Main Differences between Pot Limit Omaha and Texas Hold’em

poker cards

 

The game of Pot Limit Omaha (PLO) or Omaha Hi is strikingly similar to Texas Hold’em. In fact the full title for Omaha is “Omaha Hold’em Poker”.  However, there are enough differences between the two to warrant a special category all of its own.

In both Omaha and Hold'em variations there are hole cards, a three-card flop, a turn card, a river card and also four rounds of betting in each.

So just what are the major differences between the two forms of poker? Let's take a look:

Drawing Hands

In PLO drawing hands (hands that can make straights and flushes) can be flop favourites over made hands (like pairs and two pair hands). This is very rarely the case in Hold’em and confirms the fact that Omaha is much more of a drawing game than Hold’em.

Starting Hand Combinations

Perhaps the biggest difference between the two games is the total number of pre-flop hand combinations. In Omaha each starting hand has four cards and  this has a huge impact on the total number of hand combinations. In Hold’em there is only one hand combination. If we assign letters to each starting card, it is easy to see this major difference.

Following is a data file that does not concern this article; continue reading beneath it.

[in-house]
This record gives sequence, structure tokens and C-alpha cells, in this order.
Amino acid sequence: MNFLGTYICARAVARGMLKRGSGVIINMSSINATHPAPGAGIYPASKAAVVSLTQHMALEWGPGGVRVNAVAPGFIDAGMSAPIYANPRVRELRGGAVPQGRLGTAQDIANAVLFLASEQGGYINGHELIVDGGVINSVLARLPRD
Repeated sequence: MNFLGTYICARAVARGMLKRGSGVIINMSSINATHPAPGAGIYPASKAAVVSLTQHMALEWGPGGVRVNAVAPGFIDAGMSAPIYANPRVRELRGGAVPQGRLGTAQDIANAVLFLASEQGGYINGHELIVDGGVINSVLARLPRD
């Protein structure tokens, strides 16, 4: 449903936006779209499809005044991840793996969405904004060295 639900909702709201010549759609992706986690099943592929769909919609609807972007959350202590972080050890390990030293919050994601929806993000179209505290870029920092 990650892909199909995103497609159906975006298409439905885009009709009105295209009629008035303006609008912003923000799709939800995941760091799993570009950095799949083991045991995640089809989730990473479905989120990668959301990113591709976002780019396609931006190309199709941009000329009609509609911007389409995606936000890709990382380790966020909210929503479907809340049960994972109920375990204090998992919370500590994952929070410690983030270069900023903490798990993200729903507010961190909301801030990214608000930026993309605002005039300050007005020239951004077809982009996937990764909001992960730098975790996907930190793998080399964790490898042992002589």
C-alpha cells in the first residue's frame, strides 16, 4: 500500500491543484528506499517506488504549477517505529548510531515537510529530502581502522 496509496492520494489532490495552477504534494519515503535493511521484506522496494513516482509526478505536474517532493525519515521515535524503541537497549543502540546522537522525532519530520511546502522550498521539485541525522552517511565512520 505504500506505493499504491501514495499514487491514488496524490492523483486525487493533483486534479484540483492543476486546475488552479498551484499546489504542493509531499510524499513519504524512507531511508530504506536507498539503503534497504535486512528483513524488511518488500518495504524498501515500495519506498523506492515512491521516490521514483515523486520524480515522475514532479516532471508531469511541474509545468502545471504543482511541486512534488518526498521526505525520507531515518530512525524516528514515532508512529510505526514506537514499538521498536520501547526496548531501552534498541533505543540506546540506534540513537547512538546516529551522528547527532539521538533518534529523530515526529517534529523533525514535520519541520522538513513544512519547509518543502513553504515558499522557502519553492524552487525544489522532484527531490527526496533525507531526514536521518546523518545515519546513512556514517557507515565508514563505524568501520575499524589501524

Hold'em Starting Hand: Jd (A), 10s (B)
Hold'em Hand combination = A+B = 1 combination
Omaha Starting Hand:  Jh (A), 10c (B), 9h (C), 8c (D)
Omaha Hand Combinations = A+B, A+C, A+D, B+C, B+D, C+D = 6 combinations
If both hands saw a flop of  Jc-10h-7h, both hands would have two pair; but the PLO hand can make a straight with an 8 or 9 or a flush with a heart. It is the much stronger hand and could easily outdraw the Hold'em hand, because of the two extra starting cards and five additional hand combinations.

Bluffing

With so many opportunities and ways to make hands, executing successful bluffs in Omaha is harder and less prevalent than in Hold’em. In games like No Limit Texas Hold'em, players connect less with the board and with the no limit betting structure, it's easer to execute bluffs

Playing Position

Position is important in Hold’em, but it is of even more importance in Omaha. You simply cannot afford to be out of position with weak or mediocre drawing hands. (By “out of position” we mean, under-the-gun or in seats closest to the blinds.)
Playing hands “in position”, or when closest to the button, are the most profitable scenario. Just as in Hold'em these positions allow you to play draws and control the pot. However, in PLO, it gives you the added ability of truly maximising the amount you can make with your big draws.